On revoking access to the target of a proxy

David Bruant bruant.d at gmail.com
Sat Aug 4 15:37:47 PDT 2012

Le 04/08/2012 16:32, Mark Miller a écrit :
> On Aug 3, 2012, at 5:58 PM, David Bruant <bruant.d at gmail.com> wrote:
> [...]
>> In the end, revokability can be implemented, but the nice GC property that should come along can only be implemented if the revokable proxy does not support invariant checking. Regardless, it still requires to delete all configurable properties of the dummy target on revokation, which may take some time.
>> As we've seen with the Hueyfix, having enabling GC thanks to revokation sometimes yields tremendously excellent results (whether the properties of the GC'ed objects are configurable or not, this should not matter). I think it justifies language-level revokability.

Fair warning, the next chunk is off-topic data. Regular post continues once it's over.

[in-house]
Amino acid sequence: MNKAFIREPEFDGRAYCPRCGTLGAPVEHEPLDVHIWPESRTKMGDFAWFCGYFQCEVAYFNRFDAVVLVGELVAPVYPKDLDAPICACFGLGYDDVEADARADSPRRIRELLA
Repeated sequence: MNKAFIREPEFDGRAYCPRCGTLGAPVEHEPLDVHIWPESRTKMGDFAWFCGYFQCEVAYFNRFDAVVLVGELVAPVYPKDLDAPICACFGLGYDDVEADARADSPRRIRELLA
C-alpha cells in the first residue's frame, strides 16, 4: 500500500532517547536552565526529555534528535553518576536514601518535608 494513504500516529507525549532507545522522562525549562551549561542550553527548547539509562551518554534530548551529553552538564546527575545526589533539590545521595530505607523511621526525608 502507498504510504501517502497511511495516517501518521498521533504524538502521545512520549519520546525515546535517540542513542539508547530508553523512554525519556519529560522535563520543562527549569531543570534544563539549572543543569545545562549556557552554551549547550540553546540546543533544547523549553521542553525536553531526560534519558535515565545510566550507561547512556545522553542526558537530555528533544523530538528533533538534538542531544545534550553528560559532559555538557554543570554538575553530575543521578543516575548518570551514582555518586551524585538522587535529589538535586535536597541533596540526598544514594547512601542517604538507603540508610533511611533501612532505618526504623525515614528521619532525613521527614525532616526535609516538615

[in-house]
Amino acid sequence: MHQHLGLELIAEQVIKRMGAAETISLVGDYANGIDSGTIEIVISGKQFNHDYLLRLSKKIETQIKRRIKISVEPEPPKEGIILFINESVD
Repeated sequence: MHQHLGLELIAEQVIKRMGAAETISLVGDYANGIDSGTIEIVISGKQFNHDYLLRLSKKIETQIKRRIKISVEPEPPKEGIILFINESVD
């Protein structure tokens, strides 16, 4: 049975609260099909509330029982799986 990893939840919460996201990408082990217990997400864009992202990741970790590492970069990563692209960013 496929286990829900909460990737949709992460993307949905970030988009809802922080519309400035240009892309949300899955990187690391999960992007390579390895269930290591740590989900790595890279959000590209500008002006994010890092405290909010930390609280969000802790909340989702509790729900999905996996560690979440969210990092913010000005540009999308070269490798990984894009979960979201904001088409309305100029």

> I see you point. This gc issue surprises me.
It really was a non-obvious loss in the switch from the previous design 
to direct proxies.

> I agree it seems serious. I hate to complexify the proxy design yet further, but I don't see how a library could workaround this restiction otherwise.Other than the additional complexity, which is a significant argument against, what other arguments are there against enabling a proxy to drop its target?
I only have an additional argument in favor. Transferables (and private 
names?) will require the implementation of objects which will throw when 
touched. Also, Hueyfix included DeadObjectProxies [1].
So it seems JS impls that the implementation cost of this feature is 
mostly already paid.


[1] https://hg.mozilla.org/mozilla-central/rev/cc5254f9825f#l7.13

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